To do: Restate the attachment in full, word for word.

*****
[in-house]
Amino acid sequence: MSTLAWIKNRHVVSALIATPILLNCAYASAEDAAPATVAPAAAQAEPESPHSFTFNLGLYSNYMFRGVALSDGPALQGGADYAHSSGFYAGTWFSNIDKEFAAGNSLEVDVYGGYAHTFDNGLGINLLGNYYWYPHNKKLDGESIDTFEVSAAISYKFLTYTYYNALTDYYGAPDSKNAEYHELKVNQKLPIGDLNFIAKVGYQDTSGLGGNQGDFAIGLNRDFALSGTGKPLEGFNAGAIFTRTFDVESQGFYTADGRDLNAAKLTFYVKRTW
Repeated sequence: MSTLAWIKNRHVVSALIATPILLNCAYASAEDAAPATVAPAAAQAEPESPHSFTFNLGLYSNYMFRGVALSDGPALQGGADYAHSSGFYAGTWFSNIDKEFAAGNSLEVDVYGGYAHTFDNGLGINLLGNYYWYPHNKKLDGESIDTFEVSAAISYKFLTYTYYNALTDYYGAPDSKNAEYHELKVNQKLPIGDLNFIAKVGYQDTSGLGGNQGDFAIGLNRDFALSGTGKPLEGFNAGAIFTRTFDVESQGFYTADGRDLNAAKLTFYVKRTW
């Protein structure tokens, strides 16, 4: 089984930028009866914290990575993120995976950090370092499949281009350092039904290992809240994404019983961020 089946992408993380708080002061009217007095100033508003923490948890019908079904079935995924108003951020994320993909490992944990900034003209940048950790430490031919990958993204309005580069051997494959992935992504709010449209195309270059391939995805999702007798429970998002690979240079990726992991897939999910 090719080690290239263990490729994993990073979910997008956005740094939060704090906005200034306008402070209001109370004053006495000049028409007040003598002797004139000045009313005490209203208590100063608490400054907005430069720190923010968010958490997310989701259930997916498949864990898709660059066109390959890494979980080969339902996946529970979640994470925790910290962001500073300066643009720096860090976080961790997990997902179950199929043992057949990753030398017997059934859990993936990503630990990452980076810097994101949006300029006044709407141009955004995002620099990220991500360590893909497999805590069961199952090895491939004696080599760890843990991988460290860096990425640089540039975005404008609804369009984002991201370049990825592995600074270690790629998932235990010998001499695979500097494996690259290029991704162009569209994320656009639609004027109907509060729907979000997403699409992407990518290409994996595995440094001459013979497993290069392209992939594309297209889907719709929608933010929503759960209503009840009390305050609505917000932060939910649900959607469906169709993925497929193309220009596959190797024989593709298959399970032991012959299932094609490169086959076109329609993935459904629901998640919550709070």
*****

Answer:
[in-house]
Amino acid sequence: MSTLAWIKNRHVVSALIATPILLNCAYASAEDAAPATVAPAAAQAEPESPHSFTFNLGLYSNYMFRGVALSDGPALQGGADYAHSSGFYAGTWFSNIDKEFAAGNSLEVDVYGGYAHTFDNGLGINLLGNYYWYPHNKKLDGESIDTFEVSAAISYKFLTYTYYNALTDYYGAPDSKNAEYHELKVNQKLPIGDLNFIAKVGYQDTSGLGGNQGDFAIGLNRDFALSGTGKPLEGFNAGAIFTRTFDVESQGFYTADGRDLNAAKLTFYVKRTW
Repeated sequence: MSTLAWIKNRHVVSALIATPILLNCAYASAEDAAPATVAPAAAQAEPESPHSFTFNLGLYSNYMFRGVALSDGPALQGGADYAHSSGFYAGTWFSNIDKEFAAGNSLEVDVYGGYAHTFDNGLGINLLGNYYWYPHNKKLDGESIDTFEVSAAISYKFLTYTYYNALTDYYGAPDSKNAEYHELKVNQKLPIGDLNFIAKVGYQDTSGLGGNQGDFAIGLNRDFALSGTGKPLEGFNAGAIFTRTFDVESQGFYTADGRDLNAAKLTFYVKRTW
């Protein structure tokens, strides 16, 4: 089984930028009866914290990575993120995976950090370092499949281009350092039904290992809240994404019983961020 089946992408993380708080002061009217007095100033508003923490948890019908079904079935995924108003951020994320993909490992944990900034003209940048950790430490031919990958993204309005580069051997494959992935992504709010449209195309270059391939995805999702007798429970998002690979240079990726992991897939999910 090719080690290239263990490729994993990073979910997008956005740094939060704090906005200034306008402070209001109370004053006495000049028409007040003598002797004139000045009313005490209203208590100063608490400054907005430069720190923010968010958490997310989701259930997916498949864990898709660059066109390959890494979980080969339902996946529970979640994470925790910290962001500073300066643009720096860090976080961790997990997902179950199929043992057949990753030398017997059934859990993936990503630990990452980076810097994101949006300029006044709407141009955004995002620099990220991500360590893909497999805590069961199952090895491939004696080599760890843990991988460290860096990425640089540039975005404008609804369009984002991201370049990825592995600074270690790629998932235990010998001499695979500097494996690259290029991704162009569209994320656009639609004027109907509060729907979000997403699409992407990518290409994996595995440094001459013979497993290069392209992939594309297209889907719709929608933010929503759960209503009840009390305050609505917000932060939910649900959607469906169709993925497929193309220009596959190797024989593709298959399970032991012959299932094609490169086959076109329609993935459904629901998640919550709070």